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A fine balance

Agricultural reform is necessary, as is farmers’ agency
Representational image.

A. Raghuramaraju   |   Published 10.05.21, 01:14 AM

Agriculture and education are two unique and enduring achievements of human beings. The former nourishes our bodies, the latter our minds; these are two essential aspects of human existence. While agriculture enabled humans to settle down in one place and start living in communities, education unlocked their minds, opening them to new ideas and innovations. In recent times, the Indian Parliament has made significant changes to these two aspects by amending the farm laws and introducing the National Education Policy. I wish to take up agriculture in this discussion.

The changes proposed to the farm laws seek to modernize agriculture by opening it up to the private sector. This can be compared to the opening up of the telecom sector to private players in the 1990s. Allowing private operators in telecom presented many more options for consumers who were no longer dependent solely on the Bharat Sanchar Nigam Limited in the public sector. More people could acquire phones and avail of better facilities. Before privatization, the waiting list for a telephone connection was four to five years. BSNL was hampered by outdated technology and was unable to provide connections or extend other facilities. However, acquiring new technology required huge investments. Of the two possibilities — one, investment by the government and, two, allowing the private sector to invest — the government opted for the latter.

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Accessing facilities like online bookings or payments using mobile phones has become the new normal. Even though mobile phones use high-end technology, they are designed to be very user-friendly, especially smartphones with touchscreens. This has considerably reduced the dependence of the user on literacy, thus making the technology less elitist. The growth in this sector has become a remarkable social phenomenon. India is part of the global connectivity now. Despite the digital divide, those who initially opposed the privatization of telecom are now its regular users and beneficiaries. Had the telecom sector not been liberalized by succumbing to the protesters, many would still have been waiting for a landline telephone connection.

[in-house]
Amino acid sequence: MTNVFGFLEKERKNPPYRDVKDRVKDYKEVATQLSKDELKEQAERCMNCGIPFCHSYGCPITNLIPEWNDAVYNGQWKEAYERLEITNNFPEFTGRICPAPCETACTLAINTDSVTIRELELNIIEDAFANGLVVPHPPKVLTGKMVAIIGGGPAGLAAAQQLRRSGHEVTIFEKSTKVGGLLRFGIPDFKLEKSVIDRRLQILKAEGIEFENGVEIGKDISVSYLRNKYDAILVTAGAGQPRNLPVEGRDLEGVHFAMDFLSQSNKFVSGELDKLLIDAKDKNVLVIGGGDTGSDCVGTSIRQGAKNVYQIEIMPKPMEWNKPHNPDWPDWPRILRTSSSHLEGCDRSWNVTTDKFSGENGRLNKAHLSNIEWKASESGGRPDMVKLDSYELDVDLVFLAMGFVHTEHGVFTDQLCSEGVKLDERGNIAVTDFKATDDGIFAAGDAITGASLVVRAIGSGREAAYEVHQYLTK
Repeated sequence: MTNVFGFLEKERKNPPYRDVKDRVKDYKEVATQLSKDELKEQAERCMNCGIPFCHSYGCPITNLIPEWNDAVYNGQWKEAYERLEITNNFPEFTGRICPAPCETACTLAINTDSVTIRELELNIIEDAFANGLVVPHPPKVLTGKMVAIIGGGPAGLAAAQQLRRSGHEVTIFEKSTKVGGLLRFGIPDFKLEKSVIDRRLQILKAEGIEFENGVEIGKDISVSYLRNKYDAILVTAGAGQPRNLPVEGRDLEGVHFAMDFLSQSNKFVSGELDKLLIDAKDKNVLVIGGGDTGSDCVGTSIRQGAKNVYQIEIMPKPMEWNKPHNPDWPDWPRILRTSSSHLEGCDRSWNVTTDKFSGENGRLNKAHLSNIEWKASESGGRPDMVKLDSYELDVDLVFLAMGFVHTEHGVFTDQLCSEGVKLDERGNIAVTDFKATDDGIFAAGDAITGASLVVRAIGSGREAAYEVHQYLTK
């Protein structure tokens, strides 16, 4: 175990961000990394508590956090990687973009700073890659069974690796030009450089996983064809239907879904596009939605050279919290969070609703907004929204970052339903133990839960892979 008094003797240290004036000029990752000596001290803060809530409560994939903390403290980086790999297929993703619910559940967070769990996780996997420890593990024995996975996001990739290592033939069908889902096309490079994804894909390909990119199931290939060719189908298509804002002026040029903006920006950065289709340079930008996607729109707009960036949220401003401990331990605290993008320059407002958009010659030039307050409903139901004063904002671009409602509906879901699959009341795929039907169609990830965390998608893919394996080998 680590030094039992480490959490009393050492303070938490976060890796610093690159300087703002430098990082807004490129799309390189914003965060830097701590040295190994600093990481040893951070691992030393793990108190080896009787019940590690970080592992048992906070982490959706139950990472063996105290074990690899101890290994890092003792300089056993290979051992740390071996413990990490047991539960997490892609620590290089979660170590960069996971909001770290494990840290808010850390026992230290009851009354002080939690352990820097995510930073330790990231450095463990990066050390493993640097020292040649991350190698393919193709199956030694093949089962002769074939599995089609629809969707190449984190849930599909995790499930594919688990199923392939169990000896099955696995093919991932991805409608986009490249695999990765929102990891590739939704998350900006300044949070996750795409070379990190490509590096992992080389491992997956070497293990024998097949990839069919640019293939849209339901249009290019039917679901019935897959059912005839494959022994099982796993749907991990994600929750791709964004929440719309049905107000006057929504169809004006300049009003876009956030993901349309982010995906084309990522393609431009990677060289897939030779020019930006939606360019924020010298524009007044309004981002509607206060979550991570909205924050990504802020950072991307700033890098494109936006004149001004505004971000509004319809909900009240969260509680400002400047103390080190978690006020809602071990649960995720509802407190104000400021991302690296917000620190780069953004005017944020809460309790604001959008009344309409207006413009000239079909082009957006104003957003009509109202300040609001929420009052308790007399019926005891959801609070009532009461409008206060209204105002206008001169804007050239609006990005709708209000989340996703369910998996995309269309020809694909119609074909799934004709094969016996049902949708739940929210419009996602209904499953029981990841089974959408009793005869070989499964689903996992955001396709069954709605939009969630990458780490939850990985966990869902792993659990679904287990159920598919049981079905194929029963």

However, on closer scrutiny, we begin to see some structural differences between agriculture and telecom. In the telecom sector, the common people are the consumers whereas in agriculture, the farmers, an important section of the common people of India, are the producers and sellers. In the telecom sector, the private corporations are suppliers whereas in agriculture, they are the consumers. It is necessary to reflect  on whether this difference in the agent’s position as a consumer or a producer has different implications.

The options before a consumer — the opportunity to select one product or service provider over another — are different from the options before the seller. For instance, while a consumer can easily switch networks or phones, the producer has to invest substantial resources, time and energy to present a product to the consumers. This involves conceptualizing an innovative product, designing it and testing it before the product can be delivered to consumers in the market. An effective marketing and sales plan also needs to be drawn up to deal with stiff competition from rivals. In this model, the producer must be armed with the requisite resources and planning to beat the competition and win over the consumer.